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Why did Charles III have a kingdom of dolphins, whales and swans?

did you know ? King Charles III has some odd possessions across England. He is the official owner of many species of animals such as swans, whales and sturgeons.

Every third week of July, the traditional Swan Festival is held. A unique phenomenon is the swans frolicking in the waters of the River Thames. If they are carefully measured and checked for health, they – except for a few animals, which are shared property between the two companies – belong to the incumbent king. The latter, being called Lord of the Swans, is the owner of any part of the bird, whether dead or alive.

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But this royal uniqueness does not stop with the swans. Under his reign, in 1324, King Edward II passed an Act on Whales and Dolphins. He got the status of “King fish”, later joined by sturgeons and porpoises. In sum, the text provides that if the aforementioned animals are removed from their natural habitat, they will automatically return to the seated king or queen. Apart from farmed fish, A special authorization emanating from the emperor must be granted to keep the captured specimen.

“Swan Upping” ceremony, London, July 22, 2021.

Getty Images / © Peter Daisley

It should be noted that in Scotland, Her Majesty has the right to fish salmon in most rivers and all wild crustaceans from its shores … In fact, the exploitation of this right belongs to the “Crown Estate”, the domain of the Crown, now owned by the British Government.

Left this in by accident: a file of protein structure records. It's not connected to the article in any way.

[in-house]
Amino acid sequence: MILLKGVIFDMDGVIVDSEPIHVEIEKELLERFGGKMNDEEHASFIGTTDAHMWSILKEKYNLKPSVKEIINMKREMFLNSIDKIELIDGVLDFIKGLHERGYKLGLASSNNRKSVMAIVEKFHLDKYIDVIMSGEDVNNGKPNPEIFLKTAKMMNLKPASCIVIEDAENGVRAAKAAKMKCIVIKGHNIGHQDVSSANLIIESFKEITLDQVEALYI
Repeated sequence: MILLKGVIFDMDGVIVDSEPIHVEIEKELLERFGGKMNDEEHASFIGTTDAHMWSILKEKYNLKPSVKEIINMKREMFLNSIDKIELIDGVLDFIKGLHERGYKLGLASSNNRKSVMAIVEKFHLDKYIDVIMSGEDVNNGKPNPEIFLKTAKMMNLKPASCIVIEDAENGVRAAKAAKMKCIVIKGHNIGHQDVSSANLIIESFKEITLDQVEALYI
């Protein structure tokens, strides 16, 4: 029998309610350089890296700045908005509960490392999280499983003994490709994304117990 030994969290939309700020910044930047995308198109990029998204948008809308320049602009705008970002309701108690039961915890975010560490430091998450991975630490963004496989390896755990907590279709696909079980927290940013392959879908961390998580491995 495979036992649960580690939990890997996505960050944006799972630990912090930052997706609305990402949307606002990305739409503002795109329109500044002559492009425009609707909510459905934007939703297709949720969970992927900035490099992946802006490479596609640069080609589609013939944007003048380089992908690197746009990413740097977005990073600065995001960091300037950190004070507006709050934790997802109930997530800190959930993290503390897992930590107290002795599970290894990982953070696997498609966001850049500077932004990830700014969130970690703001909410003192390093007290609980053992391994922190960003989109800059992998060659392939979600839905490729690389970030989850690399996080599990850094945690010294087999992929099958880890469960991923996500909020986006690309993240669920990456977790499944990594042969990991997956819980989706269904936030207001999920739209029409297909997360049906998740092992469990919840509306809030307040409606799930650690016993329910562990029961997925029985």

Queen Elizabeth II with swan marker David Barber at the Swan Apping ceremony on July 20, 2009.

Queen Elizabeth II with swan marker David Barber at the Swan Apping ceremony on July 20, 2009.

Sipa / © SANG TAN/AP

A subtle law

A Welsh fisherman fell victim to the law in 2004 when he caught a rare sturgeon in Swansea Bay. An activist was quickly silenced by the local police. While he faces up to six months in prison and a £5,000 (over €5,600) fine for his possession of the treasure, a fax was hurriedly sent to Buckingham seeking a settlement. Fear rather than harm. The palace quickly responded that the fisherman was free to dispose of his catch As he intended ».

Prince Charles fishing, May 12, 1979.

Prince Charles fishing, May 12, 1979.

Getty Images / © Tim Graham Photo Library

But an English fisherman should always be on the lookout as the law provides some exceptions. In Scotland a special rule applies eg: whales over 7.6 meters and too big to be pulled by a cart drawn by six bullocks” became the property of the king. A law still valid today.

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from He ascended the throne last September, and King Charles III is the happy owner of dozens of these animals that roam the country. She takes on a role from her mother, Elizabeth II. If the Queen wants to be with her loyal corgis or her horses, her son, sensitive to the environment and the living, will no doubt honor the new title of King of Animals.

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